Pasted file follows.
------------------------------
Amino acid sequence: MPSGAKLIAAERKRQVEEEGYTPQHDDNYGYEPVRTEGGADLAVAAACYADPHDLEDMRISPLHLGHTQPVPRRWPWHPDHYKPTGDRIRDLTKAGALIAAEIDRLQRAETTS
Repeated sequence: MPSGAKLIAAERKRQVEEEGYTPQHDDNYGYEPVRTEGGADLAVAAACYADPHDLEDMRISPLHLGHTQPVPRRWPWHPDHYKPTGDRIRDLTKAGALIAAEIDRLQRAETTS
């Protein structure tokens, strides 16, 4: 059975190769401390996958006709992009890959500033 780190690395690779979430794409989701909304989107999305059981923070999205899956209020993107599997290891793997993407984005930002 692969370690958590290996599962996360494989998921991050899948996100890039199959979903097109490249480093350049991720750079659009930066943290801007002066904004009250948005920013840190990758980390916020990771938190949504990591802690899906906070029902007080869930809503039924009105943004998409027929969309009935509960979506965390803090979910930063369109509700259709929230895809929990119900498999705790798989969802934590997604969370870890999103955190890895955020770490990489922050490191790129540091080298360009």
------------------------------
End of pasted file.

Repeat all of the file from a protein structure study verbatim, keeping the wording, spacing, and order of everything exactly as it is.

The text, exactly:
Amino acid sequence: MPSGAKLIAAERKRQVEEEGYTPQHDDNYGYEPVRTEGGADLAVAAACYADPHDLEDMRISPLHLGHTQPVPRRWPWHPDHYKPTGDRIRDLTKAGALIAAEIDRLQRAETTS
Repeated sequence: MPSGAKLIAAERKRQVEEEGYTPQHDDNYGYEPVRTEGGADLAVAAACYADPHDLEDMRISPLHLGHTQPVPRRWPWHPDHYKPTGDRIRDLTKAGALIAAEIDRLQRAETTS
């Protein structure tokens, strides 16, 4: 059975190769401390996958006709992009890959500033 780190690395690779979430794409989701909304989107999305059981923070999205899956209020993107599997290891793997993407984005930002 692969370690958590290996599962996360494989998921991050899948996100890039199959979903097109490249480093350049991720750079659009930066943290801007002066904004009250948005920013840190990758980390916020990771938190949504990591802690899906906070029902007080869930809503039924009105943004998409027929969309009935509960979506965390803090979910930063369109509700259709929230895809929990119900498999705790798989969802934590997604969370870890999103955190890895955020770490990489922050490191790129540091080298360009």